Josh, Jordan & Jonathan on literary value & "scarcity".

Maybe in order to write something of genuine value, poets somehow have to make themselves scarce (from the literary-professional marketplace).

I don't mean that they have to opt out of contests & readings & magazine submissions. But they have to find some mental or physical space apart from the whole realm of "reception".

This will sound artificial, hypocritical, unnecessarily restrictive, if not impossible.

But if we think of the hypothetical attentive reader of poetry, we might imagine someone who also creates a kind of private order or realm of receptivity and awareness - through a patient attention to literary values and meanings.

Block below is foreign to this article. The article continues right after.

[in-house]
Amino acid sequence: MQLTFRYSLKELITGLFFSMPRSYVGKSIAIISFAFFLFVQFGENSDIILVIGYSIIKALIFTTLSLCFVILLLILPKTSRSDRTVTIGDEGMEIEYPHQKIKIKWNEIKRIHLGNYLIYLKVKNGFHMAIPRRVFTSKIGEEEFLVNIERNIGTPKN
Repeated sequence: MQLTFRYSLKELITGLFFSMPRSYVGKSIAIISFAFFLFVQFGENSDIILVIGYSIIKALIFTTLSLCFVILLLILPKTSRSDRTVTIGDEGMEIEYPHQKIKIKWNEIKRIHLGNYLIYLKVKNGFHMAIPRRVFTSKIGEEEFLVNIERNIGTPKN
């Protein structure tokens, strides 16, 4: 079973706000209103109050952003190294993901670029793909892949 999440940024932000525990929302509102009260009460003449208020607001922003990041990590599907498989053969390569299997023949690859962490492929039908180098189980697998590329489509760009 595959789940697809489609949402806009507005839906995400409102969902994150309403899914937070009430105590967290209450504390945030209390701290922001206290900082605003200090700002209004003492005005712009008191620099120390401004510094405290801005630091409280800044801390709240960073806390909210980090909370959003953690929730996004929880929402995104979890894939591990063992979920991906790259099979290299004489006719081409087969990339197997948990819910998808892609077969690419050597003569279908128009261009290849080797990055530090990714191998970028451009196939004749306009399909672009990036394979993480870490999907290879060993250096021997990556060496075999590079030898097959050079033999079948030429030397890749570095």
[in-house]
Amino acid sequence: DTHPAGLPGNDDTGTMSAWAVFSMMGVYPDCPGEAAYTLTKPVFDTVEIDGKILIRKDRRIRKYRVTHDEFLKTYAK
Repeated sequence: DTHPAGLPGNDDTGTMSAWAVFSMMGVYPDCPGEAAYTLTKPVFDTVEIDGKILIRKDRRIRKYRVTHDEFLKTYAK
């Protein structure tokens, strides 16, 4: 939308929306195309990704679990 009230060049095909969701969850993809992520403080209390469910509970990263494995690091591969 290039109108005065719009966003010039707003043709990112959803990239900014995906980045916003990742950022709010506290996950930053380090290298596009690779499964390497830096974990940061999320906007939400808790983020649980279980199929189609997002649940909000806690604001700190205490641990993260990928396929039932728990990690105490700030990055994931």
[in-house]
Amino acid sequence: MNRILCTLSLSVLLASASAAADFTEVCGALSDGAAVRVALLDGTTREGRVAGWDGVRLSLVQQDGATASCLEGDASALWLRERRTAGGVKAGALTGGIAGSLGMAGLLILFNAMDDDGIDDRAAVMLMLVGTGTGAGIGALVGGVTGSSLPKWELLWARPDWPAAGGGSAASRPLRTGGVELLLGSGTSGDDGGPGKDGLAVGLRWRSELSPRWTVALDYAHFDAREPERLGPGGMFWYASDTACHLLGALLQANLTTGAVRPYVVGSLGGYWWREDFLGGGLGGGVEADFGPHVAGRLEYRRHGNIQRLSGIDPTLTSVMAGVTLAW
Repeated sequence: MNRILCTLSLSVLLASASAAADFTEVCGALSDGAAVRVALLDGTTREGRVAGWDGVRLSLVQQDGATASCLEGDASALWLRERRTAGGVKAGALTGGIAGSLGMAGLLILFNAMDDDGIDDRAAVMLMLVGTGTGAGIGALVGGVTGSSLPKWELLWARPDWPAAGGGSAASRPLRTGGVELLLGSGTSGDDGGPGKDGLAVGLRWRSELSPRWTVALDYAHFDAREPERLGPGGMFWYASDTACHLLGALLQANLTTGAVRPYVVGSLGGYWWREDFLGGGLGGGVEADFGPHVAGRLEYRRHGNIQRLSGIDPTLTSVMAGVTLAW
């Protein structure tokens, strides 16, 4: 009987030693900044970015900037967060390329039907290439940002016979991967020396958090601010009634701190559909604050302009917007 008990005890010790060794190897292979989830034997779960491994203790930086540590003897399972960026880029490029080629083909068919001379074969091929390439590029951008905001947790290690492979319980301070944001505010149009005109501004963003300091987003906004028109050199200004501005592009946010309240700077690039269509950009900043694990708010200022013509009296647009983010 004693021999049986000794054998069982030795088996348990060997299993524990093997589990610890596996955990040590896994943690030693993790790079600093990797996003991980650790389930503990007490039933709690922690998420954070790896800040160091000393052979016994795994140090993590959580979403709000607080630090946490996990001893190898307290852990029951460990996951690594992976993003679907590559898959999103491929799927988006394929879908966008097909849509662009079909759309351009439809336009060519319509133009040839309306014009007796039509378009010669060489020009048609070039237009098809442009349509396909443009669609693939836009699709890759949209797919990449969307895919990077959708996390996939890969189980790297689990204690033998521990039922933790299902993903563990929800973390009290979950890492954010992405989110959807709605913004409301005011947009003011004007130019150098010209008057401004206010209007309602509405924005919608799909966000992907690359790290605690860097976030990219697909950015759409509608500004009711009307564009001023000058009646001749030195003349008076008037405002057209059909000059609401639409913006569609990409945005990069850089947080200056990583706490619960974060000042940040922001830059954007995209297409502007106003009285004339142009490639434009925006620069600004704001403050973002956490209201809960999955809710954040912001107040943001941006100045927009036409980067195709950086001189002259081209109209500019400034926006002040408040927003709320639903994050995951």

I'm suggesting a kind of disinterested aesthetic objectivity. If one is willing to admit such a creative/receptive, writerly/readerly realm exists - even if its borders are ambiguous, perhaps invisible - then the simple fact of its existence renders issues of "quantity" (the massive number of competing voices, the supposed Darwinian/commercial unfairness of publication and prestige, the theoretical divide between "establishment" poetry and true-believer in-the-know avant-garde, etc. etc.) somehow beside the point, a major distraction from the ongoing unpredictable life of poetry.

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